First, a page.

My house is full of GE FLE10HT2/2/827 CFLs, 40W equivalents that pull 10W. 2700K color temperature so their light output is easy on the eyes, and they've got a rated 12000 hour lifetime that I believe - I bought this house 6 years ago and bought a case of these bulbs to replace the existing incandescent bulbs, most of those bulbs are still in place. Indoors, they start up with about 1/4 second of lag and don't have any noticeable warmup period.

I swear by 'em. When LEDs come down to the same price I'll switch over, but I'll stick with CFLs for the time being.

about 9 months ago

Raspberry Pi Hits the 2 Million Mark

gmarsh Things I've used them for.. (246 comments)

- SSH to serial converter. Plug a couple of USB-RS232 cables into the Pi, plug them into serial consoles on servers/industrial equipment/whatever, and you no longer have to crouch behind a rack with a laptop whenever you need to monitor/control stuff.
- Print server for a USB laser printer
- NAS/backup machine/torrent downloader/etc
- New guts for a broken NES.

I'm sure the closed-source GPU and ARM11 CPU offend some people, but hey, it gets the job done in places I've stuffed it.

about 10 months ago

Kickstarter For Open Source GPU

gmarsh Re:Sounds Expensive (108 comments)

Even the highest end Virtex can't touch one of AMD/nVidia's ASICs for 3D rendering, but that isn't the target market for this design.

Here's an evaluation board for a low end FPGA chip, emulating a full 80186 PC including CPU, BIOS, keyboard controller, and VGA video:

The Cyclone II on that card is several years old, a modern equivalent of the FPGA is about $12. Now if you haul the x86 and everything else out, you've got plenty of room freed up to enhance up that VGA controller into something more modern. That's what they're going for here.

about a year ago

AMD Intentionally Added Artificial Limitations To Their HDMI Adapters

gmarsh This isn't "screw customers", this is "screw HDMI" (256 comments)

If AMD put HDMI ports on their video card, they'd have to pay licensing/royalty fees to HDMI Licensing, LLC. By only putting DVI connectors on their video cards, ATI doesn't have to pay the fee. But for the small percentage of customers who *want* HDMI, they sell the adapter and pay for the licensing costs with that instead. Since they sell far fewer adapters than cards obviously, the overall license fees paid become much less.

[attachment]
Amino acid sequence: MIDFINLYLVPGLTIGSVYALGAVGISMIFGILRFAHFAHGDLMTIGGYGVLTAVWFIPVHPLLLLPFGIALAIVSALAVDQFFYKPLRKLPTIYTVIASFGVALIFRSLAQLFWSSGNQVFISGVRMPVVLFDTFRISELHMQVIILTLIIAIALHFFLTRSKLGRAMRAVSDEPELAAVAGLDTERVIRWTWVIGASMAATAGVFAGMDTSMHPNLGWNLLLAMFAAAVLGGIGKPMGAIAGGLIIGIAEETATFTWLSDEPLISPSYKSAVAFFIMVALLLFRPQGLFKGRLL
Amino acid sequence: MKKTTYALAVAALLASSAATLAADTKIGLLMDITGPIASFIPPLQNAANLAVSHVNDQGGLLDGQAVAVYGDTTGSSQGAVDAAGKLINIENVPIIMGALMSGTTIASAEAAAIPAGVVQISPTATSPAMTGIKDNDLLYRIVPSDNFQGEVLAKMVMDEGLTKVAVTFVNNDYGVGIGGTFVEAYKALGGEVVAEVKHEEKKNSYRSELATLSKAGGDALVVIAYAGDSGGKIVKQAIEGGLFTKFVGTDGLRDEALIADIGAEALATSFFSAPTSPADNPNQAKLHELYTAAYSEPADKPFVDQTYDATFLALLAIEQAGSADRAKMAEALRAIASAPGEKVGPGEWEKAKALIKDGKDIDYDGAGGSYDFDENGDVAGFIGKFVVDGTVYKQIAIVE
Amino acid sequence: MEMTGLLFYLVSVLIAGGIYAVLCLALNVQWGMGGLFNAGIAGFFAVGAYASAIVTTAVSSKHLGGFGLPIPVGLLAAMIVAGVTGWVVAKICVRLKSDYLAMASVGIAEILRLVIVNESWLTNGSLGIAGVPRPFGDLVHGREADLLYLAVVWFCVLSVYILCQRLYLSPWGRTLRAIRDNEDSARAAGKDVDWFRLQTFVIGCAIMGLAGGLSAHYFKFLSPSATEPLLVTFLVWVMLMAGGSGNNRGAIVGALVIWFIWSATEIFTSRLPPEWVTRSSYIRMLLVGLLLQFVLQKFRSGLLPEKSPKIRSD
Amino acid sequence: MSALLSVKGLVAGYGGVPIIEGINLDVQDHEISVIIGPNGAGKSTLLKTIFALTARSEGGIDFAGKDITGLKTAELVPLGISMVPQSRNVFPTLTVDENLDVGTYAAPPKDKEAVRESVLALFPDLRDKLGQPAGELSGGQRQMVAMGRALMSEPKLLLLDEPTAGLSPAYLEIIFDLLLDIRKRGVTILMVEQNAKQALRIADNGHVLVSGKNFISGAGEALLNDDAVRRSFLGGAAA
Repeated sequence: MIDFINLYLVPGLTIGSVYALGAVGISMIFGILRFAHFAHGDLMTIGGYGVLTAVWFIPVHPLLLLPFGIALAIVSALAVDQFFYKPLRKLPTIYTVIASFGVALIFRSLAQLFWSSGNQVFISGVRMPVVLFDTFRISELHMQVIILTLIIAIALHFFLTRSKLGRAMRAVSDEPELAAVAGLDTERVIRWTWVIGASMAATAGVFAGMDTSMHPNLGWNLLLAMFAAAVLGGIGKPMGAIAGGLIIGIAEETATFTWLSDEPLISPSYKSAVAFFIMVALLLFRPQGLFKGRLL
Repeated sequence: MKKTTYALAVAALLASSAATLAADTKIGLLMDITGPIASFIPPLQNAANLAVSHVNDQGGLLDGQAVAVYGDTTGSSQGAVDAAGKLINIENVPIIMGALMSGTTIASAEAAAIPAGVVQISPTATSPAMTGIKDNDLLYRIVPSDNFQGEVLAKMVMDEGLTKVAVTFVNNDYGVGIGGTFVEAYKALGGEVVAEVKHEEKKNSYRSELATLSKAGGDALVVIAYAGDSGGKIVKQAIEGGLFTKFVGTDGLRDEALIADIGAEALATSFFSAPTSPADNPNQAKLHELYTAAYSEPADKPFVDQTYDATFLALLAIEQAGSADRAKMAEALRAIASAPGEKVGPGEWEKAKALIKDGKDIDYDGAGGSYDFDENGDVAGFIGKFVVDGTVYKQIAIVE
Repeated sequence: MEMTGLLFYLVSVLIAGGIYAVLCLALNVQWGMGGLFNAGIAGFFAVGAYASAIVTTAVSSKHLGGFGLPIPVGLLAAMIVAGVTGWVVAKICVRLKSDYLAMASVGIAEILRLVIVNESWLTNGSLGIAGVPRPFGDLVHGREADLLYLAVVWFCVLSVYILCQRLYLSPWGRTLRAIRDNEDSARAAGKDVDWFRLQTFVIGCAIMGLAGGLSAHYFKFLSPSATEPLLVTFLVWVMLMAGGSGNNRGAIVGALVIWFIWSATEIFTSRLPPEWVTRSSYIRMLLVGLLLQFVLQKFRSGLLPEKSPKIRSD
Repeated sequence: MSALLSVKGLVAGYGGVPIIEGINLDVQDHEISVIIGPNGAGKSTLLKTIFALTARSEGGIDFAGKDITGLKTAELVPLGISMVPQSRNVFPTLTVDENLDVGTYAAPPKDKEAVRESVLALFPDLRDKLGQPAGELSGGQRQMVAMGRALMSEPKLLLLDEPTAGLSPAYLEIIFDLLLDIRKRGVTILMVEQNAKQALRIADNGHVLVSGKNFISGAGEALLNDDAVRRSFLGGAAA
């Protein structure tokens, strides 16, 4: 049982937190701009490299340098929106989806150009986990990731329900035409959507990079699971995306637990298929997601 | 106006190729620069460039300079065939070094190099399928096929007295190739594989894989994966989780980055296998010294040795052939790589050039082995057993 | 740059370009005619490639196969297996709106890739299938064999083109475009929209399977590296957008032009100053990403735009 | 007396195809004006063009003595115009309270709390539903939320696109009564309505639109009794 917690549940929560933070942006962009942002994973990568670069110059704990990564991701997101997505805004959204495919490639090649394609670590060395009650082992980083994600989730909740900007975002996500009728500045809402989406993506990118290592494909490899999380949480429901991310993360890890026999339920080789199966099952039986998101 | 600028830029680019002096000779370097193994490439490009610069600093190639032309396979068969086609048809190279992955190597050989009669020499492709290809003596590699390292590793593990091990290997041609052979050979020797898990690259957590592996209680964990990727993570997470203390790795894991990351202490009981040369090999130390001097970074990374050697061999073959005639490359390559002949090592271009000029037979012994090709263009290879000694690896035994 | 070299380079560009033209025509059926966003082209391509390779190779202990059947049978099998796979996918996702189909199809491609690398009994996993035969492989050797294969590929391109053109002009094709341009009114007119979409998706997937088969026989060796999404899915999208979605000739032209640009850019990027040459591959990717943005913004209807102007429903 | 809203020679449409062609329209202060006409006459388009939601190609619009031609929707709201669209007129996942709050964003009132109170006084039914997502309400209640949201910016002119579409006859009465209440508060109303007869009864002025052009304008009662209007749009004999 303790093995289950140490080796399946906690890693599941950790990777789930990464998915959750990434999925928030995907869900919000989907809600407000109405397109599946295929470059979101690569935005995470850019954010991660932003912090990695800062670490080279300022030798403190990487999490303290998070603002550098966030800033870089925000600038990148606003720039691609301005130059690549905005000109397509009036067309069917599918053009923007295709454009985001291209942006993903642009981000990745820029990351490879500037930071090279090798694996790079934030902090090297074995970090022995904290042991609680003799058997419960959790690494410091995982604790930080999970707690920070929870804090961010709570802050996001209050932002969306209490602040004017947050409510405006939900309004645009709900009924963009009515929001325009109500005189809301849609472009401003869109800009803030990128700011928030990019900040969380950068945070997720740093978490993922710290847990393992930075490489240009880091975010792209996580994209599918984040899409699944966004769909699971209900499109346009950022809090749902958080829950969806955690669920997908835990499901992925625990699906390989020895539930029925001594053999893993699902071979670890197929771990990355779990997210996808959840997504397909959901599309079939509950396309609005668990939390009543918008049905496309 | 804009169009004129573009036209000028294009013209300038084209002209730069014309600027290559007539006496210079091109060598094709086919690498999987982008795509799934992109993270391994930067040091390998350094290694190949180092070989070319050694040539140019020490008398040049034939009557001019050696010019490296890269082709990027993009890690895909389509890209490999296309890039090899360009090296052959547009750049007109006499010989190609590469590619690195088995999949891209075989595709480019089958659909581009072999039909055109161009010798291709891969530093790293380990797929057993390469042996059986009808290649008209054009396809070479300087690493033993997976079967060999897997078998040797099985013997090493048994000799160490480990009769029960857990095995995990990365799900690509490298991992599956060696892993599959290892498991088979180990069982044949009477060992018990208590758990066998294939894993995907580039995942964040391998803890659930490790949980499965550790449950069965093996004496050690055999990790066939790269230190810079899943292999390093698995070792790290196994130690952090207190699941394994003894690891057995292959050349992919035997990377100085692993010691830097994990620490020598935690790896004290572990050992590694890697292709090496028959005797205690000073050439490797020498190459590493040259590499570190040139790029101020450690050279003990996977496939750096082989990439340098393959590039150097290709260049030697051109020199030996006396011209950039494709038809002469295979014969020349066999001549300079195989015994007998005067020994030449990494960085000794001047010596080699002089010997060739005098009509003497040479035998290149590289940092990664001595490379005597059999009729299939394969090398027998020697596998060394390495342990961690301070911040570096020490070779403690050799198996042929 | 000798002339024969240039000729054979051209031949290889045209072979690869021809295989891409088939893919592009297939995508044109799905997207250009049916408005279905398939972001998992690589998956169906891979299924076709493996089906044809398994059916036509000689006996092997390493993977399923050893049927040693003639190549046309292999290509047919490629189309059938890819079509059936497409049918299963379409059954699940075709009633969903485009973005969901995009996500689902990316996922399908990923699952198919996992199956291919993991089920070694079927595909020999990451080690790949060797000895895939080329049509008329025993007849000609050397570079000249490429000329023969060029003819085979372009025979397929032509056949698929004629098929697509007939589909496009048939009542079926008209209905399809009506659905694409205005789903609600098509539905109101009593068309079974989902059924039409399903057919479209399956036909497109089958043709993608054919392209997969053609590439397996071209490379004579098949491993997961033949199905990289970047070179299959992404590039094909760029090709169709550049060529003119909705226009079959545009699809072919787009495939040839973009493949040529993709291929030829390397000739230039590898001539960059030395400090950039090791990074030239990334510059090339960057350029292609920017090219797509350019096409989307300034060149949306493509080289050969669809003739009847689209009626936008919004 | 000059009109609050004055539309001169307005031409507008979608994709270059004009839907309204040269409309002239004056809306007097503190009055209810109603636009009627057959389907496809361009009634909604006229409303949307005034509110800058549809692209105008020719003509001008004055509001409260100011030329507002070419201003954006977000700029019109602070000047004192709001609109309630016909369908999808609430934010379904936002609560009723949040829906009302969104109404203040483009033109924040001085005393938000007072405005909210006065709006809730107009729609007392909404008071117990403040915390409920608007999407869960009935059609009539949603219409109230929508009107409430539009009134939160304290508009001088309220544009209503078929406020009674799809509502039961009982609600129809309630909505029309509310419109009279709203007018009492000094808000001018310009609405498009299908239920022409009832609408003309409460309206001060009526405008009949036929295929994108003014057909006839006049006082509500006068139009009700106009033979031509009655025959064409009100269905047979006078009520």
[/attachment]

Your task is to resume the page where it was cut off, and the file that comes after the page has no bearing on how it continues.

Presumably the EEPROM is in there because the HDMI Licensing lawyers aren't complete idiots, and required the card to make sure the adapter is licensed. Tossing a 10-cent 24LC01 or something in there with a magic byte on it probably didn't break the bank.

about a year ago

Debian Turns 20

gmarsh Re:Thanks, from an embedded designer. (121 comments)

In one case I selected an ARM chip, drew the schematic, made a set of rules for the PCB guy so the DRAM/flash interface would have good signal integrity, verified the layout and had it sent off for manufacture. Then brought the prototype board up, broke out the J-Link, verified the hardware, banged out and debugged an assembly code bootloader to initialize the ARM and pull the customized kernel out of NAND. Once I had Debian running stable on there, I handed it off to the software guys for them to do their part.

But sigh, it runs an OS, so I guess I'm not an embedded designer. Got a better job title?

about a year ago

Debian Turns 20

gmarsh Thanks, from an embedded designer. (121 comments)

I've used Debian extensively in the past for embedded Linux development - I've got equipment in the field running on the x86, armel, mips and powerpc ports, from biscuit PCs running full GUIs to $10 uP's doing network-attached-widget duties in the corner of a PCB.

Debian's "non-x86" ports work well, the distribution is simple, trims down small, easily modified for whatever purpose, and it just plain gets the job done. Couldn't be happier with it.

about a year ago

Why Automakers Should Stop the Infotainment Arms Race

gmarsh "Infotainment" (317 comments)

... can we stop using that word? I don't know if it's the same for anyone else, but whenever I hear that word it sounds like something between the word "synergy" and an ice pick stabbed into my ear.

about a year ago

A Computer-based Smart Rifle With Incredible Accuracy, Now On Sale

gmarsh This is a good thing. (551 comments)